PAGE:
Spaceslug. The very name implies the music contained therein. Swirling cosmic waves of fuzz that move along slowly, inexorably to some distant unknown horizon. Releasing their third full length and fourth overall album in a little over two years, Eye of the Tide sees the Polish band moving in a heavier melange of doom and post-rock aggression that keeps the foundation of psychedelic stoner rock from losing the thread.
From the beginning, Spaceslug have been certain in their musical identity. Debut Lemanis arrived in 2016 signaling a wonderfully shabby embrace of the bass rumbling slow stoner rock so many bands attempt without getting at the underlying looseness of it all. Immediately with tracks like “Proton Lander” and “Grand Orbiter” the band hits that fine line of structured song and casual jam, everything covered in a smoky reverb with the trance-like vocals carrying the melody across washes of guitar.
Follow up Time Travel Dilemma moved the needle a little more firmly into sludgy Sabbath worship, but the combination of drummer/vocalist Kamil Ziólkowski on drums and vocals, bassist/vocalist Jan Rutka and guitarist Bartosz Janik ensure that the jamming feel doesn’t entirely disappear. “Living the Eternal Now” gets downright leaden in moments, but also opens up to let the instruments wander in search of new ideas and avenues to explore. Coming so soon after their debut it’s even more of a wonder that eight months later they released the pulsing EP Mountains & Reminiscence which allowed the more compact songwriting to compress the wanderlust and really emphasize the aggression the band could bring to bear.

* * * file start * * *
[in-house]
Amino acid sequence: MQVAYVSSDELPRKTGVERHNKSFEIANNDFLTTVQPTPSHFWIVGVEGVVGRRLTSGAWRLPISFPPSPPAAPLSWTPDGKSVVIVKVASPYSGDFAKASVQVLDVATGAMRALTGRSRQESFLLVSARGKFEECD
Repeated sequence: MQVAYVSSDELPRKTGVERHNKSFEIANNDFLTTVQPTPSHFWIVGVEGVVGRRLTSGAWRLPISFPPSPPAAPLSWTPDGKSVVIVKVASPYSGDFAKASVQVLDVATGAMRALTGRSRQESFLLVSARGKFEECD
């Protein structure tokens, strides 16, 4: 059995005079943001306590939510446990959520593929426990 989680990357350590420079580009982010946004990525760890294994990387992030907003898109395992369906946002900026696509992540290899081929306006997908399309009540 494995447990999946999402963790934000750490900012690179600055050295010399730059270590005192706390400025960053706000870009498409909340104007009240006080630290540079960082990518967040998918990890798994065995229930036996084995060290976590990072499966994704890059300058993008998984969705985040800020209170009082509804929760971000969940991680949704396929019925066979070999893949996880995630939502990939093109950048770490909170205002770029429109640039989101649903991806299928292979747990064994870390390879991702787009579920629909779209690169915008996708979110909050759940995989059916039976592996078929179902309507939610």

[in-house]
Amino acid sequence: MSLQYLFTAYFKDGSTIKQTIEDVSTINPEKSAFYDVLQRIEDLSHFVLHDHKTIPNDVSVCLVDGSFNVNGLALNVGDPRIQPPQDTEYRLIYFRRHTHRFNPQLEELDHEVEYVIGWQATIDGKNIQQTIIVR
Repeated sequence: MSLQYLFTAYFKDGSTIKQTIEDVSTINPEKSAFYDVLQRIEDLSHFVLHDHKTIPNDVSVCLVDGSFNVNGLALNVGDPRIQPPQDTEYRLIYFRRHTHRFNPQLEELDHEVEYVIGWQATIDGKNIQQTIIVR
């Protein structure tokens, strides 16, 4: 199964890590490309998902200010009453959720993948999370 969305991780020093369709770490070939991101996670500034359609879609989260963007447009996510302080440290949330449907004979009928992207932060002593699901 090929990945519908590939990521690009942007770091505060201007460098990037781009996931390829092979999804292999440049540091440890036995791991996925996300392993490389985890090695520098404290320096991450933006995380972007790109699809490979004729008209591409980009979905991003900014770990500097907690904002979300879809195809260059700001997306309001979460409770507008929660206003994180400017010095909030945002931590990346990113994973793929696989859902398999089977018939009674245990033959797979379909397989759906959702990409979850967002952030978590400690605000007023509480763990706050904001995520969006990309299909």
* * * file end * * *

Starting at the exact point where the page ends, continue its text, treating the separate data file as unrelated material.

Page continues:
The opening moments of “Obsolith” indicate a darker route for Eye the Tide. Loosely conceived as a trilogy, the album moves the space journey to the end of the known universe, and the darker, colder ambience mirror the direction of the album. Both “Obsolith” and follow-up “Spaced by One” continue the path of interweaving lines and flowing bass playing over the forward moving drums. The mid-point of “Spaced by One” gets particularly gnarly, with a great solo and loads of feedback before returning to its origins.
Where things get really dicey is with “Words Like Stones.” Moments approach black metal, and it’s such a change of pace that you’re immediately drawn to the track again and again, wishing to hear that juxtaposition one more time. It’s a moment that – as much as I enjoy what Eye the Tide does – I wish would be repeated on other tracks. “Vialys part I & II” tries to get there in the latter part of the song, but nothing matches the previous rage. By the time of closer “I, the Tide” you’re still 100% along for the ride, but as the final moments revel in a lurching doom riff you can’t help but recall back to those moments of blind fury and wonder if you only imagined it.
In the short amount of time they’ve been active, the amount of music Spaceslug has managed to put out is admirable, and the fact that so much of it is successful not only in adhering to its chosen identity but also rising above the chaff that’s been pouring this kind of music out is outright enviable. By moving in a darker direction with Eye the Tide it feels like the band is getting ready for a change. It may take some time to fully arrive, but I’ll definitely be waiting to hear it when it does.